Our sermon text says that God delights in Wisdom, and one dimension of that Wisdom is kindness.  While a Bachelor’s degree from college is one of the greatest gifts you can receive from God, it is not a Bachelor’s degree in Loving Kindness!  Our text says, “Does not wisdom call?  Does not understanding raise her voice?  . . . at the entrance of the portals she cries aloud, “To you, O men, I call, and my cry is to the children of man . . .”

It is providential that this text appears in the lectionary on Graduate Recognition Sunday, a time when we normally talk about learning and knowledge and wisdom.

First of all, we have to make it clear that God wants us to have both knowledge and wisdom, scientia and sapienta.  God didn’t provide us with high schools, colleges, and universities so that we should remain primitive beings with Attila the Hun dispositions!  From the very beginning, He put us over the lower forms of animals, and gave us the ability to reason and think (though you’d never know that from being around some people.)

But He also gave us the connection with Him which came in the form of a Savior who died on the cross for us and arose from the dead.  It is this Son who is the Wisdom of God.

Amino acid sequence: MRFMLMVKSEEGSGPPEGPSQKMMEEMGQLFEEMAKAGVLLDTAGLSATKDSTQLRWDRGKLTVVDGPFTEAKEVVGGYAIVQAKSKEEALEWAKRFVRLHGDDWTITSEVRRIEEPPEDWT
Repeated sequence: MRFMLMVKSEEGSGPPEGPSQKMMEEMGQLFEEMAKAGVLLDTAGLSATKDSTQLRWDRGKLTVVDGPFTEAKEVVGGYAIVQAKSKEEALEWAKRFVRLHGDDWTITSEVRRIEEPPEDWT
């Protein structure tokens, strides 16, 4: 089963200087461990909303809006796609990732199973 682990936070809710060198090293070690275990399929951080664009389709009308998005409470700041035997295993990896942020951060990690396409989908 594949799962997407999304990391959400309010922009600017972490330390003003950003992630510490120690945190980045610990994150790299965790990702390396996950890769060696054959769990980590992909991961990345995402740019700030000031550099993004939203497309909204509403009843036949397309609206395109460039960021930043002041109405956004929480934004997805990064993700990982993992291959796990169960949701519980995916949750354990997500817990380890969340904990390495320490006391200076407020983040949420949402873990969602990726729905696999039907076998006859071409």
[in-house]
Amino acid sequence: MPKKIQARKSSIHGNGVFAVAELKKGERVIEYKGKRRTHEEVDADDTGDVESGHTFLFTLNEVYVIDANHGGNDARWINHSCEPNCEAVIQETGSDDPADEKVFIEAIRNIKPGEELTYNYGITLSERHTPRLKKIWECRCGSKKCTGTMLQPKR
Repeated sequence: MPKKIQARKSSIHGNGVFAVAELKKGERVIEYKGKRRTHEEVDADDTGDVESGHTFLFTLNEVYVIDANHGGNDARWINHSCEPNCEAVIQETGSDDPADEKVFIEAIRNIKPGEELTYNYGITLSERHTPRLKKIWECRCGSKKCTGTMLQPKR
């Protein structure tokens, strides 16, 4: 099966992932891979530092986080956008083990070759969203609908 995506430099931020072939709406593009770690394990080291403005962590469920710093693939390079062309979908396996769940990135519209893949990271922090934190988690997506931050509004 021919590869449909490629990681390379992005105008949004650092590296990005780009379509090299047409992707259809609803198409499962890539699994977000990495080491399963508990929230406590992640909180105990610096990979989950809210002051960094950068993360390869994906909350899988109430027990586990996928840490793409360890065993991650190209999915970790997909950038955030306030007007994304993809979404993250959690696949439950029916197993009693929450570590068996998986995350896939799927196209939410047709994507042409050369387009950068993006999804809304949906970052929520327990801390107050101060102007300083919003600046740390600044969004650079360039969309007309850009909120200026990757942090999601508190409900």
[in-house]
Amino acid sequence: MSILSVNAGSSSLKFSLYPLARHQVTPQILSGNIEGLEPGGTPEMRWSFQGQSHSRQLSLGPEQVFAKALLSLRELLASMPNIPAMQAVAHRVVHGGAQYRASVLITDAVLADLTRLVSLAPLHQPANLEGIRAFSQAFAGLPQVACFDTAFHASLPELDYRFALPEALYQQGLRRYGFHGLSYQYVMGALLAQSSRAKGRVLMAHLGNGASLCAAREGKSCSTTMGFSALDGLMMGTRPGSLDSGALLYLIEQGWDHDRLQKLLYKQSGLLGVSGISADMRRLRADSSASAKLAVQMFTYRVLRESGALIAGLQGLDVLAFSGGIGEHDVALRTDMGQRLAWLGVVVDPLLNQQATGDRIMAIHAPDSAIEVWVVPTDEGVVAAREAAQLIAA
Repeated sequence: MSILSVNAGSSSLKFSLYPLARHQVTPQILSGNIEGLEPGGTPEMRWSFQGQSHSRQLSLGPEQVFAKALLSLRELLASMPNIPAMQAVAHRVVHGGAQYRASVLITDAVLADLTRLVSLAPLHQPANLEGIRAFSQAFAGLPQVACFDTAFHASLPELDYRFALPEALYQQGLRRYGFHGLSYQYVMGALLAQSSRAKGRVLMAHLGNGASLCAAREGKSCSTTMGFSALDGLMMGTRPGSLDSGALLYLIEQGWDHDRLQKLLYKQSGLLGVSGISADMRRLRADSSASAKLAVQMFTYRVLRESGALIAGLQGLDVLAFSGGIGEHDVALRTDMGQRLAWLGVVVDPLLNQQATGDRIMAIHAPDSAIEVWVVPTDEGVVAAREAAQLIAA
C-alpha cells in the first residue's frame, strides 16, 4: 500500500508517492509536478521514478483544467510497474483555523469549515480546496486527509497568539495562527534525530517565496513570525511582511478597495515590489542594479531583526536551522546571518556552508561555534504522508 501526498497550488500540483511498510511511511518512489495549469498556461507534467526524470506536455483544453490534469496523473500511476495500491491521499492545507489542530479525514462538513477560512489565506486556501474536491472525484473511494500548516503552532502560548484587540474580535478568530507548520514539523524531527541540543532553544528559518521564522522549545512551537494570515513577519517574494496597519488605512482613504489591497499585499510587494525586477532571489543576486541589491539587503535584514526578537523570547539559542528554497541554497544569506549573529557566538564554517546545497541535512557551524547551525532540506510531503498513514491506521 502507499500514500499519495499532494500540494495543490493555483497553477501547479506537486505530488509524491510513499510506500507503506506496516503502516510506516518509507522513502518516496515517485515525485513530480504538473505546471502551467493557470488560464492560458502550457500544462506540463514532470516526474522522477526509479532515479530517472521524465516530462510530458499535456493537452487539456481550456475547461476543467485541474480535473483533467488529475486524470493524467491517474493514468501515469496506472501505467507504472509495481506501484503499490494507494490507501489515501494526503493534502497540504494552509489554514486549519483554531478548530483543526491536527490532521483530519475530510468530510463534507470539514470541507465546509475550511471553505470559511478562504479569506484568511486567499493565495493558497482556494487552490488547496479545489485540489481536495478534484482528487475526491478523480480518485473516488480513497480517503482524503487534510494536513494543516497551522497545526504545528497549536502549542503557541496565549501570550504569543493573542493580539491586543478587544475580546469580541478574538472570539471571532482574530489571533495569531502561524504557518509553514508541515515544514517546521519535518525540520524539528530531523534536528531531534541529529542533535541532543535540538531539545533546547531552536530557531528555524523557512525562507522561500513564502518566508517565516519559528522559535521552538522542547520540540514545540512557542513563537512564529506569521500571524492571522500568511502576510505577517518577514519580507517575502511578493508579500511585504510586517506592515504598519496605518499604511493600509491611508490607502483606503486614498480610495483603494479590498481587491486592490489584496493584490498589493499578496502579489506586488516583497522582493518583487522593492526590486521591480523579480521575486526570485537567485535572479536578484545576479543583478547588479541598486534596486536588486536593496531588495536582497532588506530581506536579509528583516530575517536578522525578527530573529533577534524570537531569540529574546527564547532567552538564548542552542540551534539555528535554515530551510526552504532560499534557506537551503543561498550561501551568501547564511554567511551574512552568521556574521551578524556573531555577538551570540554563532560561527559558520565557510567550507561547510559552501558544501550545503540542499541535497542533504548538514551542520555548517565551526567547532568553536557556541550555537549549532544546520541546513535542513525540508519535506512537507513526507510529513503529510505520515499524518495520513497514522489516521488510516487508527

So, I want to begin by talking about the importance of knowledge and education, and why graduations are important Godly things.  And then I want to end by talking about the importance of Wisdom, which comes only from God.

It is my hope and prayer that both of our graduates, Austin and Sarah, will continue their education in a college or university and finish it by earning a Bachelor’s Degree.  There is no excuse for not going to college and earning a degree; if I could do it, so can you.  I was a dirt poor, naïve little country boy from Dime Box, Texas, who became the first generation of my family to earn a college degree since my ancestors left Germany as poor immigrants in the 1850’s and 1870’s.

America has been and still is the great land of opportunity, and the college degree is still the main key to open the door of opportunity.  I’m sure that this year’s senior class has been told that very same thing, and should be, because there is such truth to it.  Oh, I know lots and lots of people who are more intelligent and more successful than I am who never went to college, but, in general, the key is a college education.